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Forex Education | Forex Guide




What can you look for in terms of patterns?


As the points that go up and down in representing the price of a currency pair are plotted on a graph, patterns in the form of triangles often become apparent. One example is when the different high points in the chart get lower and lower moving from left to right, while the different low points get higher and higher. It looks like the currency exchange rate is being directed into a triangle that will converge at a point somewhere on the right-hand side.


When this happens, it looks like buyers and sellers of the currency are both exerting pressure in such a way that the price is stabilizing at a level midway between the two. What in fact is likely to happen is that the price will not stay within the limits of the triangle as it tapers from left to right, but that it will break out either up or down. The difficulty is in knowing which way the price will “jump”, although you can handle this by making a “buy” order conditional on the price moving above the lowest high, together with a “sell” order conditional on the price moving below the highest of the lows.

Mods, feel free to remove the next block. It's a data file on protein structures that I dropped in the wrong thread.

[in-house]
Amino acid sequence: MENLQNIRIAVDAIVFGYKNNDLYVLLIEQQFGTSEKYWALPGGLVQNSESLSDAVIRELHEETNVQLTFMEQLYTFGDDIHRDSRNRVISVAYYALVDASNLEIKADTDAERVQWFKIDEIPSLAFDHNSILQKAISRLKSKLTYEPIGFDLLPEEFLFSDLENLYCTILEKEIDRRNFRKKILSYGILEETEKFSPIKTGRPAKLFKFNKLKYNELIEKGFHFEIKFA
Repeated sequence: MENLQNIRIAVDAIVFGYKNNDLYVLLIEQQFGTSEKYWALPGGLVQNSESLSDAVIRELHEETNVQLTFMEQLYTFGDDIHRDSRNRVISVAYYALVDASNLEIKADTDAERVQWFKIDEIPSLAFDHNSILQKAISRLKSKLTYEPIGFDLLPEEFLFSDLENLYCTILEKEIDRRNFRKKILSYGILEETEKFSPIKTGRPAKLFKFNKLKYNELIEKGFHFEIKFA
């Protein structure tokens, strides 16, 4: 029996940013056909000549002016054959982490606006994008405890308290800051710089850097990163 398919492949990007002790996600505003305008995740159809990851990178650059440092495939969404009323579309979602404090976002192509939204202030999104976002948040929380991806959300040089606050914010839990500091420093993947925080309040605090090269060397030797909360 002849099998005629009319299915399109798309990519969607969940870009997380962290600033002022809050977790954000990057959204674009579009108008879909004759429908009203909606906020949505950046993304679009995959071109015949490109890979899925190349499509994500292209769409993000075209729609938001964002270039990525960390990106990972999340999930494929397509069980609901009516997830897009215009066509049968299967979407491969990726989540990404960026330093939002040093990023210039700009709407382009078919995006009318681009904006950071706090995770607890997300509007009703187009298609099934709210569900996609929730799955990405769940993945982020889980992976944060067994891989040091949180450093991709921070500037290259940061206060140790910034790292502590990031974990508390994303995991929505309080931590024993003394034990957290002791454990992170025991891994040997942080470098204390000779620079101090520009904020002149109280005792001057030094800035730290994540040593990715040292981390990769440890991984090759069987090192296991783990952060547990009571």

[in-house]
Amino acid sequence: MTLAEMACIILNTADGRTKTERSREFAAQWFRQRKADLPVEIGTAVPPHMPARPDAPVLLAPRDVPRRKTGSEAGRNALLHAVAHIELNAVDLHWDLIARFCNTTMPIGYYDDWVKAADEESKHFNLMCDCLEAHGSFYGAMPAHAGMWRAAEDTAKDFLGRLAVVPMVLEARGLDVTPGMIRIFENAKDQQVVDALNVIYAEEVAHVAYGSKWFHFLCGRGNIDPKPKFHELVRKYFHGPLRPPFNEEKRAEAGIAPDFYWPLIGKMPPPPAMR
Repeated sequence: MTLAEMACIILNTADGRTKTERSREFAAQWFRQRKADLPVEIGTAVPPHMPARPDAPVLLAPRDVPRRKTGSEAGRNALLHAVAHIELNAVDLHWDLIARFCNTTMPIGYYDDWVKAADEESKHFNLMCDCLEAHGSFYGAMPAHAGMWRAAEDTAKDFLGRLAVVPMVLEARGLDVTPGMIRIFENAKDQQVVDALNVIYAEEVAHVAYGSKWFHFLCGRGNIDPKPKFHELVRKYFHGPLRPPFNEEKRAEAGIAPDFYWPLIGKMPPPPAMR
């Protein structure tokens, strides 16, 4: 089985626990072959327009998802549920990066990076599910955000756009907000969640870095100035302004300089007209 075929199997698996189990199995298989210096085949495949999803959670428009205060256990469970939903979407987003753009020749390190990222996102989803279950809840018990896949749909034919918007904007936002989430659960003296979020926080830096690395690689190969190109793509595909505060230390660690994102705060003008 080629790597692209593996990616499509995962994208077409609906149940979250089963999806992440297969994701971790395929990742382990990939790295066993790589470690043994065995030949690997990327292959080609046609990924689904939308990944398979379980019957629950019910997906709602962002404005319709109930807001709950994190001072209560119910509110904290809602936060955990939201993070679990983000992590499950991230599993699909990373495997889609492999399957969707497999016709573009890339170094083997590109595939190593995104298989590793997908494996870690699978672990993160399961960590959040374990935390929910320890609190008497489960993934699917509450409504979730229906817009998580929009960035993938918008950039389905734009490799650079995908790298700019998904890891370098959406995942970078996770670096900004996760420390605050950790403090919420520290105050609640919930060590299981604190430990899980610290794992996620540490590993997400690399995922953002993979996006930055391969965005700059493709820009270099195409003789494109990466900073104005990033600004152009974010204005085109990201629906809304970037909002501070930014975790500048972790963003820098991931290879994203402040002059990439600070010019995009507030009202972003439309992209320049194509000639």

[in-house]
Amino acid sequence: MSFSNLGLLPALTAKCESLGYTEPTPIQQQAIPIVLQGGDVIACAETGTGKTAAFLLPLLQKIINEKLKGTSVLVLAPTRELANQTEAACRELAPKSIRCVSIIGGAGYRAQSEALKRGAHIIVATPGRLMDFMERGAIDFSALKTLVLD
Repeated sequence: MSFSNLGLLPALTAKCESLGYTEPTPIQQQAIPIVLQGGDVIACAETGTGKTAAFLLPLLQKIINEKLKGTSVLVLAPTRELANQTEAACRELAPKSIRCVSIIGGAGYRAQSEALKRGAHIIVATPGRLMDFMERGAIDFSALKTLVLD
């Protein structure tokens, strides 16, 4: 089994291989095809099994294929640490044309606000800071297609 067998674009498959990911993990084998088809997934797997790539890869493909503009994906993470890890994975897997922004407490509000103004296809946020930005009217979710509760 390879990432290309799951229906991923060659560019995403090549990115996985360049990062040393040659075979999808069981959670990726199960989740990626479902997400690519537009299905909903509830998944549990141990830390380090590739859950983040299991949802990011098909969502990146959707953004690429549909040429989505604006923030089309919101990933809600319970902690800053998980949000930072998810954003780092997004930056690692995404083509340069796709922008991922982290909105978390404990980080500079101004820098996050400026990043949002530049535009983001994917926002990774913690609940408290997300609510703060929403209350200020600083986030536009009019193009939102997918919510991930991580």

What other triangle patterns exist?


There are two other possible tapering triangles. One has a relatively flat bottom line and it is the top line that moves downwards from left to right to make the triangle taper. In this case sellers are more active than buyers and are pushing the price and the successive highs down. In the other case, the triangle has a relatively flat top and a bottom line that moves upwards from left to right. In this case the buyers are more active and consequently they are pushing the price and the successive lows up.


In the first case, a price that breaks out will continue on the same downward trend. Likewise, in the second it will continue on the same upward trend after breaking out. However, because this is still a matter of probability rather than certainty, you can use the same tactic of simultaneous buy and sell orders as in the section above.


How do Japanese candlestick patterns compare?

Besides the more generic triangle shapes above, candlestick charts also exhibit several other types of patterns that are easy to recognize. Within each candlestick the size of the candle shows how far the price moved, while the vertical lines above and below show to what extent buyers and sellers were active during the time interval concerned. As an example, a short, black candle with a long vertical line above and a short vertical line below suggests that although buyer activity acted to push the price upwards, the final result was in fact a slight, overall decrease in price.